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Detection of bone marrow invasion by neuroblastoma is improved by sampling at two sites with both aspirates and trephine biopsies.
  1. I M Franklin,
  2. J Pritchard

    Abstract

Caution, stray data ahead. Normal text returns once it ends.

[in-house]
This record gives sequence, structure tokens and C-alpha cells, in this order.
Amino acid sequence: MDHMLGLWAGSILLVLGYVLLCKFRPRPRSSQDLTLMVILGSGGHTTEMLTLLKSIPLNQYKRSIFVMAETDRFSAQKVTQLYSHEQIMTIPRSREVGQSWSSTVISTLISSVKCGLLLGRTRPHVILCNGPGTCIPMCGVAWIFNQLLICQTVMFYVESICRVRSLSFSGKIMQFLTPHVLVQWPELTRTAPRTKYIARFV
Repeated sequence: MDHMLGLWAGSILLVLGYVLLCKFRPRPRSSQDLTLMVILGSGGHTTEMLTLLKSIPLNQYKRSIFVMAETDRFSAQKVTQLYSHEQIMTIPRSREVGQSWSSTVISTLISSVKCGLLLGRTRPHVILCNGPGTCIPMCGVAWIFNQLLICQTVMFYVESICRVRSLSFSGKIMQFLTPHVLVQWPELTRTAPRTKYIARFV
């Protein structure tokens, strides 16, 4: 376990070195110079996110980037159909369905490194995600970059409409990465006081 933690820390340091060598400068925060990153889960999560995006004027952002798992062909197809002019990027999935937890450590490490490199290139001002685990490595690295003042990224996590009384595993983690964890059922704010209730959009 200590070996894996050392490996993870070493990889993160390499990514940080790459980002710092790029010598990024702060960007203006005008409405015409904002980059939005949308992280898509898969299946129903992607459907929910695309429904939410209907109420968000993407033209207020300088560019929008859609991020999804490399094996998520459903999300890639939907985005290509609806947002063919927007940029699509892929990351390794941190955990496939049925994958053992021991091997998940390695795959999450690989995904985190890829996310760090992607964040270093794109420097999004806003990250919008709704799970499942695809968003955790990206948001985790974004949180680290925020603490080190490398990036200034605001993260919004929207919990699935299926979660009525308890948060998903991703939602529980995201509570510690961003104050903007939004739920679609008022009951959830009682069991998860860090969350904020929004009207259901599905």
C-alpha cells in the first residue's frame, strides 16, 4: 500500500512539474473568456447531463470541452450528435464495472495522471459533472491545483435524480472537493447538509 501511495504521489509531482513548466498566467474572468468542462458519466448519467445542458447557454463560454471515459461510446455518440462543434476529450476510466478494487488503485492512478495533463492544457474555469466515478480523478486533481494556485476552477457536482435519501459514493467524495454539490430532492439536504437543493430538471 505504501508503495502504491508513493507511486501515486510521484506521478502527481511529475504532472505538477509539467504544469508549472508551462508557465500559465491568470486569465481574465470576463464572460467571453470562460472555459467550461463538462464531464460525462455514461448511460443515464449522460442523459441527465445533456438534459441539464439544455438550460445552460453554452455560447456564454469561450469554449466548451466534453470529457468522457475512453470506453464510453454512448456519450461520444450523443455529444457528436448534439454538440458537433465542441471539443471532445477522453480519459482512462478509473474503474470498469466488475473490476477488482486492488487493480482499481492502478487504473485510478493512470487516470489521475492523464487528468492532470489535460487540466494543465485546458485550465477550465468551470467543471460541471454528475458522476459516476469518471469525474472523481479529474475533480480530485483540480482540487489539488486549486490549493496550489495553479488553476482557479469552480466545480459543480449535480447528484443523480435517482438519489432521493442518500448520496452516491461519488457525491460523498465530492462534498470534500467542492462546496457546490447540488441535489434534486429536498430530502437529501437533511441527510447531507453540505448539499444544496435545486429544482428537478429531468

Two hundred and eight serial bone marrow samples from 49 consecutively diagnosed children with neuroblastoma were studied retrospectively for evidence of tumour invasion. Bone marrow involvement was found in 24 patients at diagnosis and in four more at a later stage in their disease. Trephine biopsies were more effective than aspirates for tumour detection in 20% of the 154 paired aspirate/trephine procedures, whilst the reverse was the case in 7%. Imprints of trephines gave no additional information. Bilateral sampling (aspirates and trephines) improved the tumour detection rate by 10% over that attained by sampling a single site. There was some correlation between specific appearances in aspirate and in trephine samples, for example the hypocellular smear and the trephine biopsy showing much stromal reaction to tumour infiltration. Bilateral iliac crest bone marrow aspirates and trephine biopsies are indicated in children with neuroblastoma, both for initial staging and for monitoring of progress.

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